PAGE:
Mental Health Costs and Challenges

Photo by Dan Meyers

Everyone has stress and difficult emotions on occasion, and this is completely normal. Mental illness, however, is any condition that makes it difficult to function in daily life. It can affect relationships or job performance, and is caused by any number of complex interactions within the human brain. Mental illness can range from anxiety to mood disorders like depression, psychotic disorders like schizophrenia, eating disorders, or addictive behaviors.

 

Studies have shown the economic costs of untreated mood and anxiety disorders among moms exceeds $14 billion dollars through the first five years of a child’s life alone, and fewer adults experiencing psychological distress are being treated by a mental health professional. Of those reporting foregoing mental health care, 13% said they could not afford the cost of care, 12% reported that their insurance would not cover it, 10% indicated that fear or embarrassment kept them from seeking care, and 8% reported that they did not know where to get care.

The United States is facing a growing shortage of mental health professionals trained to work with youth — at a time when depression and anxiety are on the rise. Suicide was the second greatest cause of death for children from age 10-24 in 2017, after accidents. Mood disorders such as depression or bipolar disorder are the third most common cause of hospitalizations in the U.S. across ages 18-44. Serious mental illness costs America $193.2 billion in lost earnings per year.

 

Mental illness is prevalent in homeless populations, with 25% living with serious mental health conditions and an estimated 46% with any mental illness. An estimated 37% of people in prison have a history of mental health problems, and the number is thought to be higher for those in smaller jail facilities. LGBTQIA individuals often deal with body dysmorphia, physical or emotional abuse, or feeling unsafe at school or work which can deeply affect their mental health. Adopted children are almost twice as likely as children brought up with their biological parents to suffer from some form of mental illness.

Thousands of immigrant children have been separated from their parents/families under the Trump administration’s “zero tolerance” policy, and now face an increased risk of profound mental health problems. Some children have had confidential information shared with therapists weaponized against them by Immigration and Customs Enforcement (ICE) in deportation hearings. Psychologists who have visited detention centers worry that the living conditions in these facilities will add to the trauma families have already endured, though the impact is difficult to predict as no research has been done on children who have been forcibly separated from their families due to the inherent ethical concerns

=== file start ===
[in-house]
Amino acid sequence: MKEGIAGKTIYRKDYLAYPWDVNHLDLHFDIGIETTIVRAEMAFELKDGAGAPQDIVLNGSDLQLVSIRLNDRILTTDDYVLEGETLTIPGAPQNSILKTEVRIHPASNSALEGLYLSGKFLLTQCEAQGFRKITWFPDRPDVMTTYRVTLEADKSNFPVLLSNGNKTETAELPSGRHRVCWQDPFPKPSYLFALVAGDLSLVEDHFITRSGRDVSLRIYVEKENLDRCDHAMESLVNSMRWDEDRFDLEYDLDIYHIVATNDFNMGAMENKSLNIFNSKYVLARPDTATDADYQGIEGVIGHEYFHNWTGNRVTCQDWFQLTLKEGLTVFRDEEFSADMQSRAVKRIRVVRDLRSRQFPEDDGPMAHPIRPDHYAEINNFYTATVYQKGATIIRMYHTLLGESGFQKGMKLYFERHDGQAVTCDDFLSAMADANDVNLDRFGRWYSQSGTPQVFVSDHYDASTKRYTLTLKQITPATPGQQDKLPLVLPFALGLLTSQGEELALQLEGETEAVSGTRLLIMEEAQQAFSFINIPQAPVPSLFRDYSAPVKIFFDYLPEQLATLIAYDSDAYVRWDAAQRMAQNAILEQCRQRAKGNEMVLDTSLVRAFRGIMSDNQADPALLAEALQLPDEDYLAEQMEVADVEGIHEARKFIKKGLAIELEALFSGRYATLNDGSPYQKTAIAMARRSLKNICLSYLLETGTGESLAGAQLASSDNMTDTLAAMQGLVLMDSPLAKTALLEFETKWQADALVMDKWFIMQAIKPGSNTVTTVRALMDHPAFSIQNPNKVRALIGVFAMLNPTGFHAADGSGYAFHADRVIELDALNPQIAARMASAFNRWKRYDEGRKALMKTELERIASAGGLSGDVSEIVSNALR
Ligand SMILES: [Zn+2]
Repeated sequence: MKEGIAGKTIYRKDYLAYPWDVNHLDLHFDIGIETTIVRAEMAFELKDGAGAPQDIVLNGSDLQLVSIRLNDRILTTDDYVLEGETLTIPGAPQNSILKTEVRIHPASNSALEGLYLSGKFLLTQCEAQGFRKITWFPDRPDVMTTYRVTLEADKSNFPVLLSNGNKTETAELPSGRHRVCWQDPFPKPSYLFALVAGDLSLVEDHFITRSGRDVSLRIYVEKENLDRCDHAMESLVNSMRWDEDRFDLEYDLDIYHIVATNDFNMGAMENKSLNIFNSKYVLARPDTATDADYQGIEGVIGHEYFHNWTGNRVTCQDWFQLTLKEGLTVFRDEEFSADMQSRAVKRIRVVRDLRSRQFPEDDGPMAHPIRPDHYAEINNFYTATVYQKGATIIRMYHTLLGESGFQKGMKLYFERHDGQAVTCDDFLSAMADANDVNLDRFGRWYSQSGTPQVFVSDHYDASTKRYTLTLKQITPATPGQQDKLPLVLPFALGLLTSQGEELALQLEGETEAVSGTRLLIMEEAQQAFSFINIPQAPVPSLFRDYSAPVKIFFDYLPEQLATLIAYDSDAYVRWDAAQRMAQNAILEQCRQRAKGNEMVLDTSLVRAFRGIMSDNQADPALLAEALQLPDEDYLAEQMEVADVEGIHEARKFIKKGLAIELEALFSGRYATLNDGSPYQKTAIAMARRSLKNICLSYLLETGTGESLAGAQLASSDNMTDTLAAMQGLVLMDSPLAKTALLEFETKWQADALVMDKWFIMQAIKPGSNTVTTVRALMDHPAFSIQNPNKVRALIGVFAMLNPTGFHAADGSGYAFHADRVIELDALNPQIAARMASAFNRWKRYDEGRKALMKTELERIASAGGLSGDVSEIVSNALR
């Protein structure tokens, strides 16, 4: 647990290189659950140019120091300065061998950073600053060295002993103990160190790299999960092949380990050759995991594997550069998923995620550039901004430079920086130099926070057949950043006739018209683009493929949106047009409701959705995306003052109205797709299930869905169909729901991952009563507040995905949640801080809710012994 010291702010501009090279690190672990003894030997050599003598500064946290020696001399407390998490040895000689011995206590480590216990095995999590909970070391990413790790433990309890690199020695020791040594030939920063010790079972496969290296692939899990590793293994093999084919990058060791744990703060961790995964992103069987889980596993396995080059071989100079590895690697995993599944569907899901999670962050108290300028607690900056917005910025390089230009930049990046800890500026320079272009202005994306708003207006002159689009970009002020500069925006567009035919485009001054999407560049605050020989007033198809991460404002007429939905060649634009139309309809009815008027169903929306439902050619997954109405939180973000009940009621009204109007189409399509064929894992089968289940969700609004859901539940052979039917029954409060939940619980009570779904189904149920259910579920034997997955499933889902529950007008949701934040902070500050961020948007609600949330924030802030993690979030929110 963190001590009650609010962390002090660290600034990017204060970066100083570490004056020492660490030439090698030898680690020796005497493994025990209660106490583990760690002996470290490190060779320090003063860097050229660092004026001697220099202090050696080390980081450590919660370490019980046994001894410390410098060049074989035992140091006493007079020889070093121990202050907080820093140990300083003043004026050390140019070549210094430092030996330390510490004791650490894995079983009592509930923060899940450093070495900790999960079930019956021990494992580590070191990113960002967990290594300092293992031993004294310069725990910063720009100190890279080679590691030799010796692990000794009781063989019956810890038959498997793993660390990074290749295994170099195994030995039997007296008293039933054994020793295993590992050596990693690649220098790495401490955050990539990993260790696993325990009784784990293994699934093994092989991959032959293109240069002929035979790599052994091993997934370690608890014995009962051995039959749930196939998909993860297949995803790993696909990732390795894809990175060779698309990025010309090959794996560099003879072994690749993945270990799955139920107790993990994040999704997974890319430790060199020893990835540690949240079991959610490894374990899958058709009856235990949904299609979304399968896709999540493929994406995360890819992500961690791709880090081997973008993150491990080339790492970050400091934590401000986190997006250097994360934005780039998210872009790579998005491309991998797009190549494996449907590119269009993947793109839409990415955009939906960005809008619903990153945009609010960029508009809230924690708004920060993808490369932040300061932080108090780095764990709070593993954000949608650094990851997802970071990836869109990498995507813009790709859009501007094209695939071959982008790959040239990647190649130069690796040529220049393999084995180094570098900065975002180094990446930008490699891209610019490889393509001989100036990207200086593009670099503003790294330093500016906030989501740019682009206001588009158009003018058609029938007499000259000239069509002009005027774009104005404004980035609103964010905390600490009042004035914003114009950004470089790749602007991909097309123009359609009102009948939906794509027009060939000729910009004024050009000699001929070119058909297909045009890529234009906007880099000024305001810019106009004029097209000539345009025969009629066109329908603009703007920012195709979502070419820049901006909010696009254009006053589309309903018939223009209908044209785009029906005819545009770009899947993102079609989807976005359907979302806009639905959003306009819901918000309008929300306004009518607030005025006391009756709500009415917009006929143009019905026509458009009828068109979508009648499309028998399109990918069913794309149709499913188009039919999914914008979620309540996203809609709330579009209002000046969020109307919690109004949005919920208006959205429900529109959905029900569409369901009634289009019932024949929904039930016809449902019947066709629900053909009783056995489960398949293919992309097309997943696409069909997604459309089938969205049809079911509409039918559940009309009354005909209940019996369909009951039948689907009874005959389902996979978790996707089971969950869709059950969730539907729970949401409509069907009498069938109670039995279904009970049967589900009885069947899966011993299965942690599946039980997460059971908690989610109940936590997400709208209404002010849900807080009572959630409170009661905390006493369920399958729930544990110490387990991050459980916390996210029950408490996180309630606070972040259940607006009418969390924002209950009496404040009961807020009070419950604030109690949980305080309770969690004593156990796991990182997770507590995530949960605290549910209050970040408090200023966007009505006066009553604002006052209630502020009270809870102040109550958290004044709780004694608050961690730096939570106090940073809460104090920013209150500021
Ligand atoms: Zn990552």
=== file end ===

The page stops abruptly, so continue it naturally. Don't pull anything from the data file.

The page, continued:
The ongoing COVID-19 pandemic has had a tremendous impact on Americans’ mental health. More than one in four American adults have met the criteria that psychologists use to diagnose serious mental distress and illness, representing a roughly 700% increase from pre-pandemic data collected in 2018. In April 2020 alone, roughly 70% of Americans experienced moderate-to-severe mental distress. Other than those who regularly live with mental illness, who frequently live lifestyles or have underlying health conditions that leave them at particular risk to the coronavirus, students and healthcare workers are facing significant but often overlooked challenges and potential traumas that greatly impact their mental health.

 

NeedyMeds has Diagnosis Information Pages for various mental illnesses including depression, obsessive-compulsive disorder, and schizophrenia. There are even resources for those who have been impacted by COVID-19. We also have information for nearly 8000 free, low-cost, or sliding-scale clinics throughout the country that offer counseling or mental health services. Search your ZIP Code for mental health clinics near you, or call our toll-free helpline for information at 1-800-503-6897 (open Monday through Friday, 9am to 5pm ET).

 

We encourage everyone to educate themselves, strive to understand the difficulties people around us live with, and to replace stigma with hope and support. If you or someone you know is suffering from a mental health condition, it is important to know that no one is alone in their struggle. Call for assistance, whether help is needed immediately or long-term.

Samaritans 24/7 Crisis Services via call or text: (877) 870-HOPE (4673)

The Trevor Project (LGBTQ+ crisis support): 1-866-488-7386 or Text “Trevor” to 1-202-304-1200

Trans Lifeline: (877) 565-8860

The Steve Fund Crisis Text Line (crisis support for people of color): Text STEVE to 741741

Have your say

This site uses Akismet to reduce spam. Learn how your comment data is processed.